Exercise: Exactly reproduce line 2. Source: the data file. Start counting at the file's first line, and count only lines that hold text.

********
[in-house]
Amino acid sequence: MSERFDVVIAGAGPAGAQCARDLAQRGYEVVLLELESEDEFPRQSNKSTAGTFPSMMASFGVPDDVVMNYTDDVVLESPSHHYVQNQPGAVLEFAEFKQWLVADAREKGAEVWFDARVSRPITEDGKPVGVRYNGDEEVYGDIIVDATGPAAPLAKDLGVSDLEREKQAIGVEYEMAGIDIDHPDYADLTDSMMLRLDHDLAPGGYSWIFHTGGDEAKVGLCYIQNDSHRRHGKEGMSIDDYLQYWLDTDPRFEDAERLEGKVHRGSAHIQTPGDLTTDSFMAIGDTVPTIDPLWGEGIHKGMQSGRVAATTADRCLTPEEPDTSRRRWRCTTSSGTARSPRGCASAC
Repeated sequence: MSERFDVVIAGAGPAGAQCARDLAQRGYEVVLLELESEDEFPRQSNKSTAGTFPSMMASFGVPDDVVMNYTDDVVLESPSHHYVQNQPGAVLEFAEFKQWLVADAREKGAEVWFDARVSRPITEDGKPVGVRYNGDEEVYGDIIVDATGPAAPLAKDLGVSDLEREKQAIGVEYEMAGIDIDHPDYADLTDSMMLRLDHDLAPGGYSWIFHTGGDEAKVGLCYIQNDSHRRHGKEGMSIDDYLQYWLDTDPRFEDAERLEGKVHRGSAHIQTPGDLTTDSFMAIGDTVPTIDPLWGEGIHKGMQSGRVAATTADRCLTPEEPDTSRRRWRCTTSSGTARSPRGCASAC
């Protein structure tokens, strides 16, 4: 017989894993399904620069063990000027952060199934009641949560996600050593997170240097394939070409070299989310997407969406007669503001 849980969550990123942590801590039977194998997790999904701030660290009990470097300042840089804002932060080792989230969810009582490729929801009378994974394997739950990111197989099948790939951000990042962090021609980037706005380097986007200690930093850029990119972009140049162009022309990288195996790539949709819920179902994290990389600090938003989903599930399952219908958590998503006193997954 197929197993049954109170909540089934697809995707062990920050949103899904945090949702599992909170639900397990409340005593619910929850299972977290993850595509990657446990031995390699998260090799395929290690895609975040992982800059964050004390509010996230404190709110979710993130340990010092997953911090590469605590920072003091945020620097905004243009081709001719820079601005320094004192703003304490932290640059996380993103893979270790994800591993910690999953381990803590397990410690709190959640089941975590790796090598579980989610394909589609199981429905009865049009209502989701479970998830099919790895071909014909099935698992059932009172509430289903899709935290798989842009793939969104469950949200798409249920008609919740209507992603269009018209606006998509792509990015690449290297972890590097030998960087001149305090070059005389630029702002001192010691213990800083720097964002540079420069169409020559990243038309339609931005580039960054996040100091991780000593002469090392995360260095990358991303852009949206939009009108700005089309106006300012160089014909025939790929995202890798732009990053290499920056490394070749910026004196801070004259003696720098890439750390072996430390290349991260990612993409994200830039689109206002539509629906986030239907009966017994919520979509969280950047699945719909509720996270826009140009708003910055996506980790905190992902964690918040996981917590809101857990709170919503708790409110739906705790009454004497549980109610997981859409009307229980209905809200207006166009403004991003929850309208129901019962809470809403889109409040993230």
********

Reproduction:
Amino acid sequence: MSERFDVVIAGAGPAGAQCARDLAQRGYEVVLLELESEDEFPRQSNKSTAGTFPSMMASFGVPDDVVMNYTDDVVLESPSHHYVQNQPGAVLEFAEFKQWLVADAREKGAEVWFDARVSRPITEDGKPVGVRYNGDEEVYGDIIVDATGPAAPLAKDLGVSDLEREKQAIGVEYEMAGIDIDHPDYADLTDSMMLRLDHDLAPGGYSWIFHTGGDEAKVGLCYIQNDSHRRHGKEGMSIDDYLQYWLDTDPRFEDAERLEGKVHRGSAHIQTPGDLTTDSFMAIGDTVPTIDPLWGEGIHKGMQSGRVAATTADRCLTPEEPDTSRRRWRCTTSSGTARSPRGCASAC